The organizational effects of testosterone are found within critical periods. The current literature defines one of these periods between weeks 8 and 24 of gestation given that this is when the sex difference in fT is the greatest (Finegan, Bartleman, & Wong, 1989). Some implicate postnatal testosterone in influencing neural development, since there is a surge that occurs immediately after birth. However, no link has yet been reported between postnatal testosterone and sexual dimorphism in behaviour (Wallen, Maestripieri, & Mann, 1995). Part of the difficulty in assessing which behaviours are impacted by changes in foetal testosterone is our inability to alter foetal testosterone levels for ethical reasons. Therefore research with humans consists of evaluating the normal variations in fT levels in the general population and relating these to specific behavioural phenotypes. The direct method of assessing the relationship between fT and autistic traits is to measure fT in umbilical cord blood, maternal blood, or amniotic fluid in a sample of children and to determine if androgen levels positively correlate with certain male-typical behaviours also seen in ASCs. If ASCs are an extreme of the male-typical brain, and this effect is influenced by surges in prenatal testosterone, then one would expect individuals with higher than average fT to have more male-typical traits and cognitive abilities. For example, males tend to excel at spatial abilities and studies have shown a high male dominance in tasks such as targeting and mental rotation. Females have better social skills, language abilities, and verbal fluency as compared to their male counterparts (Hines et al., 2003; Knickmeyer et al., 2006a). Thus, studies assessing the relationship between fT and cognition would be expected to reveal that individuals with high levels of testosterone would be superior at mental rotation and targeting tasks, while more impaired at empathizing and language abilities (Knickmeyer & Baron-Cohen, 2006). Those individuals with higher fT levels would also demonstrate more autistic traits, such as having problems in social interaction as well as impairments at verbal and non-verbal communication, as compared to people with lower fT levels (Baron-Cohen, 2009; Baron-Cohen et al., 2009).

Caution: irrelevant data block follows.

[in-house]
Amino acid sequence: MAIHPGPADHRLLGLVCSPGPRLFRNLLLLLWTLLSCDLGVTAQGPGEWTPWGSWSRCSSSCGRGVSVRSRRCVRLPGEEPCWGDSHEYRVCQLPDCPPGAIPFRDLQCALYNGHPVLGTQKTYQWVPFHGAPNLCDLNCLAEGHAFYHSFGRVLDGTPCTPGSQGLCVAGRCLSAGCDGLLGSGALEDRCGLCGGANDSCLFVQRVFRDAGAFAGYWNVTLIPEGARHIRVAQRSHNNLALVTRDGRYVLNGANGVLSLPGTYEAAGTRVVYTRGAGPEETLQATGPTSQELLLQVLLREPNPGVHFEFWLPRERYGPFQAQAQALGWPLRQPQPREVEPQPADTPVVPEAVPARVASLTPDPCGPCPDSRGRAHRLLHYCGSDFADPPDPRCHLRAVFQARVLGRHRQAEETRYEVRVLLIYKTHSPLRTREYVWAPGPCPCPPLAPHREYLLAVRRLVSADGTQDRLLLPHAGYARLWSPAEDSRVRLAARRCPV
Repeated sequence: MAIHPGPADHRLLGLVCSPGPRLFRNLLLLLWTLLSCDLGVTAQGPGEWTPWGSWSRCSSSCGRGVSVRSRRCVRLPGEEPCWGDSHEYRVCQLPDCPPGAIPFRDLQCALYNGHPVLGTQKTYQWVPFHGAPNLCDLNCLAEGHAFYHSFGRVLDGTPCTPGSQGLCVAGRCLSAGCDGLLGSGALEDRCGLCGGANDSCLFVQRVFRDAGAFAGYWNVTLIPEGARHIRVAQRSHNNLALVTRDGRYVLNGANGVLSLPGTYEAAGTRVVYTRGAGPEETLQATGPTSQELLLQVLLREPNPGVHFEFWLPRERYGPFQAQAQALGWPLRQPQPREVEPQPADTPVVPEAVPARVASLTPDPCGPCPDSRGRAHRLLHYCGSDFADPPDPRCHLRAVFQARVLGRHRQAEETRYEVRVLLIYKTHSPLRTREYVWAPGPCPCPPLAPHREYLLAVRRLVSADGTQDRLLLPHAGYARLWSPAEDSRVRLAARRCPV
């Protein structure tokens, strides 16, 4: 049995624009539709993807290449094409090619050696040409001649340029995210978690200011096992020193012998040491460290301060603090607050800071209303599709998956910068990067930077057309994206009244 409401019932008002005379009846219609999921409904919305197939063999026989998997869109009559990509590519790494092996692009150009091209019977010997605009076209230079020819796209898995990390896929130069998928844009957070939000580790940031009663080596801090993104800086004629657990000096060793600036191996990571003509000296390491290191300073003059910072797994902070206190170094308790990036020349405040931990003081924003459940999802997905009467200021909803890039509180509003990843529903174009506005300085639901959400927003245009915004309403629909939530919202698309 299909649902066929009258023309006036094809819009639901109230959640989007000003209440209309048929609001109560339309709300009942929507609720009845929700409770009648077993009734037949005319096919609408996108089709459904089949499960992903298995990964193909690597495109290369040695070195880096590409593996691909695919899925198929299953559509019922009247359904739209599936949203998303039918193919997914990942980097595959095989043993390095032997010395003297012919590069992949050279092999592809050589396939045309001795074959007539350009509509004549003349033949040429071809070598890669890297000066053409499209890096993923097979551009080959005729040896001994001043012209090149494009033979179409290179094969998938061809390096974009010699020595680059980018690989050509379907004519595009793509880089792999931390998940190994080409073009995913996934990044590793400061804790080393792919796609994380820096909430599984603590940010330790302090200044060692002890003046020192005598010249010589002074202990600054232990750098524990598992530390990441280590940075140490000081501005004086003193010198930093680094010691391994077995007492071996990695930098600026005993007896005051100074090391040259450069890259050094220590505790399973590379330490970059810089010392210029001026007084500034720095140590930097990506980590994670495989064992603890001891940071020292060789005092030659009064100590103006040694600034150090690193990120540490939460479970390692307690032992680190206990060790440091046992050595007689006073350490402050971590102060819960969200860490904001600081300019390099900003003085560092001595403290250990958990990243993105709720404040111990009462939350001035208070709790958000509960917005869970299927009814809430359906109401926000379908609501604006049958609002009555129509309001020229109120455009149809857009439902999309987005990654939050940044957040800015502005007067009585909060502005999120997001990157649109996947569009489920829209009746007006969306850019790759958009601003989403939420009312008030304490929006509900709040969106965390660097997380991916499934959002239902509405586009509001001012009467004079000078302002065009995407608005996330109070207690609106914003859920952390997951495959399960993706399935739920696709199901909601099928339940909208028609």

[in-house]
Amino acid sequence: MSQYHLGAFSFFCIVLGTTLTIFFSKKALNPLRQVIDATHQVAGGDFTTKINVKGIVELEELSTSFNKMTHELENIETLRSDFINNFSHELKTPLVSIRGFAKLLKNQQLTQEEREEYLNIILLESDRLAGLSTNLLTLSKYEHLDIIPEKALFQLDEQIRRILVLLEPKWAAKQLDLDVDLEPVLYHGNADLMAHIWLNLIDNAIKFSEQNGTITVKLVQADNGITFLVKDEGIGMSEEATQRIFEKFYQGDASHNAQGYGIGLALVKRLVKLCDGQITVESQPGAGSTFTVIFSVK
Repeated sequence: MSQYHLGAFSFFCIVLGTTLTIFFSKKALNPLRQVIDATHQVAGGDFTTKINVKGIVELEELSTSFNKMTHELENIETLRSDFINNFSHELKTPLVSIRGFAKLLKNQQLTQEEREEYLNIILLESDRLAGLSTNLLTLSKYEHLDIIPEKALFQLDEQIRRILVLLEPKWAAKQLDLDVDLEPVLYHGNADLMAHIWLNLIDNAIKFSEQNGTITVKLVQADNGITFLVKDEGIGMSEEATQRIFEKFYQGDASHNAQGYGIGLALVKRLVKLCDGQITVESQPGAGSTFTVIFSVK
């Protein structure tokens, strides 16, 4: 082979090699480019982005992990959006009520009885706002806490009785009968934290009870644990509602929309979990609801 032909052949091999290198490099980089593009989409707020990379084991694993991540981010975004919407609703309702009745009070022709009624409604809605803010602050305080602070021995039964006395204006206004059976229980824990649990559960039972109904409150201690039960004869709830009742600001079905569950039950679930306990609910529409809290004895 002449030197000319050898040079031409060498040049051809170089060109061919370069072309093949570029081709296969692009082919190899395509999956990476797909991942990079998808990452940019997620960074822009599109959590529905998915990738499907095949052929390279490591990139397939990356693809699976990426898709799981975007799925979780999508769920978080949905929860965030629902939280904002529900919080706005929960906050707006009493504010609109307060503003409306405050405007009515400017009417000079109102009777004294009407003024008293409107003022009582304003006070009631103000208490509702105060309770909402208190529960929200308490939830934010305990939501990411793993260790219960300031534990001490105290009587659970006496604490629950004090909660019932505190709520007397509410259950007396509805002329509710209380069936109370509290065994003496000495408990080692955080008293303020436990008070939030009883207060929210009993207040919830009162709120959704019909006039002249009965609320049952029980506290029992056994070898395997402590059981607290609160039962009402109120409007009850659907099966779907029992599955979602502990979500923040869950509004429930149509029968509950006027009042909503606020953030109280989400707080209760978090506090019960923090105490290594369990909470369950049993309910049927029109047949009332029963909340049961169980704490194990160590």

Most of the studies assessing fT and autistic traits were from the Cambridge Foetal Testosterone Project, which used amniotic fluid samples from 235 women who underwent routine amniocentesis during their second trimester of pregnancy (Auyeung, 2009). This time period represents weeks 14-20 of gestation, which encompasses the critical period mentioned above when surges in fT are reportedly observed (Manson, 2008; Ward et al., 2003). Testosterone levels were analyzed by radioimmunoassay and participants were excluded from the study if the amniocentesis carried chromosomal abnormalities, if twins were the outcome, if the pregnancy led to birth defects, or if medical information was missing (Auyeung, 2009). The healthy children born to these women were enrolled in various studies to evaluate the presence of autistic traits and/or systemizing and/or empathizing traits at different stages of postnatal development. Descriptions and summaries of the results from these studies are detailed below.